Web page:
While we love our German Shepherd dogs to the core and don’t want to see them suffer, watching them go through a heat duration is inevitable. Fortunately, there are various ways we can help alleviate some of the pressure from our precious pets.
A German Shepherd’s heat cycle is known to last for approximately three weeks, unlike many other dogs, mainly the minuscule breeds, who might enter the heating phase for no longer than several days.
Others go weeks beyond a German Shepherd’s duration. We hear about the heat all the time, but what does it mean?
What Does It Mean When a German Shepherd Is in Heat?
We may see our female dog behaving oddly, and her body is changing drastically. This is also the first time we might have witnessed our pet do anything like this.
Some people compare a German shepherd’s first heat to a human girl’s initial menstrual cycle. There are likenesses, but there are also variations.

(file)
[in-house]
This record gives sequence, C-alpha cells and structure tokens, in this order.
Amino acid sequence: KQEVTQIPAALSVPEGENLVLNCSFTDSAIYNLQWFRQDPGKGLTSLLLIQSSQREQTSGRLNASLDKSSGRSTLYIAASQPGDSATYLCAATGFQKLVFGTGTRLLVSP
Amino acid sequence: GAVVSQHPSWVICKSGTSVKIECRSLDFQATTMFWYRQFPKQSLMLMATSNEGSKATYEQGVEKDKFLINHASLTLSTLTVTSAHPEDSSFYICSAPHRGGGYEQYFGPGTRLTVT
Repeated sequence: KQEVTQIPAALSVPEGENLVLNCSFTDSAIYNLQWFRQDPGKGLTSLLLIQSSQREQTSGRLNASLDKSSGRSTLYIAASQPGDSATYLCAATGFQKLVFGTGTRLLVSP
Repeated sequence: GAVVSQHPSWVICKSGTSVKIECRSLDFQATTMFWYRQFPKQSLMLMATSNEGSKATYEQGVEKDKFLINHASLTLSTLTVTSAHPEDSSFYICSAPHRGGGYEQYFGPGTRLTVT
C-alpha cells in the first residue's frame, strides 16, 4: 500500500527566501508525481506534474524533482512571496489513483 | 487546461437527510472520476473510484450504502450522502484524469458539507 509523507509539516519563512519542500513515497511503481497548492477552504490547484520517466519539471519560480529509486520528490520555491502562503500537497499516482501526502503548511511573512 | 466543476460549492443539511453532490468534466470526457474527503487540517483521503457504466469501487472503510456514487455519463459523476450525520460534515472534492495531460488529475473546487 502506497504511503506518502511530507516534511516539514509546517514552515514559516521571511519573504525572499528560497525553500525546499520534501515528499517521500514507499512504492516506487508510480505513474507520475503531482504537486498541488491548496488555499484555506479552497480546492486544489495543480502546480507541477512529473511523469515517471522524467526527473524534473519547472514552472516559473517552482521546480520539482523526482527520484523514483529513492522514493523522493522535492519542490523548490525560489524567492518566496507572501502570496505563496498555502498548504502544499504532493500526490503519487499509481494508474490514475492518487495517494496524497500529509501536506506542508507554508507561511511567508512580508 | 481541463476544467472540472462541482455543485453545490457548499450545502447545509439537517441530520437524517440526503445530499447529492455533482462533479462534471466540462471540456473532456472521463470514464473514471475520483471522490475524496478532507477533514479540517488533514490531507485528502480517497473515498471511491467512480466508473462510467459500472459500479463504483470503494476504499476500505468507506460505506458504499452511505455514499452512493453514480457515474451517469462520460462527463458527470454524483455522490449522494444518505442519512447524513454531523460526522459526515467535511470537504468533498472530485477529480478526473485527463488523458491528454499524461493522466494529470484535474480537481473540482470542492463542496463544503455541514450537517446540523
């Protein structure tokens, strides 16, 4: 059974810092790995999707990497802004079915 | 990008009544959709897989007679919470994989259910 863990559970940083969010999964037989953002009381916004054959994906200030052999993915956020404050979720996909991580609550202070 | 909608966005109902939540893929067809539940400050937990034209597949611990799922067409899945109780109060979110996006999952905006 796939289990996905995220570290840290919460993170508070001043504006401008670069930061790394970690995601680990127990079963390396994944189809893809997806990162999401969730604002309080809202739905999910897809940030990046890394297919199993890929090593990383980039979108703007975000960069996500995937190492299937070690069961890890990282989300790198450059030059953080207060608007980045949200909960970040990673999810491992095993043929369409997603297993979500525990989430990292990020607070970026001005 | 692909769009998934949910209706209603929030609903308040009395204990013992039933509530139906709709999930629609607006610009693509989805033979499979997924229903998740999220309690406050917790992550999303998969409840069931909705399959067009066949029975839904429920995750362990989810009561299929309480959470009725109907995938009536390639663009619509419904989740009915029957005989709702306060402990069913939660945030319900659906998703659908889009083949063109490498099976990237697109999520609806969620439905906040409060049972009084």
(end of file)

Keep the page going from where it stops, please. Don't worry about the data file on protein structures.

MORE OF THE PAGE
Heat, also known as estrus, is the time in a female dog’s life when her hormone levels rise, and she is ready to mate with males. The very first heat of the German shepherd is also the youngest she may become pregnant (also read: how long is a German shepherd pregnant).
When is a German Shepherd’s First Heat?
For large breeds such as the standard German shepherd, the first heat occurs from nine to twelve months. However, depending on how large the species is, the first heat may occur at varying times.
Since we’ve mentioned smaller breeds German shepherds, it is important to note that the heat phase can be experienced by them from even at six months of age.
Yes, that’s a bit difficult to embrace, but it’s the reality that we have to brace ourselves mentally in order to help our pets get through it unscathed.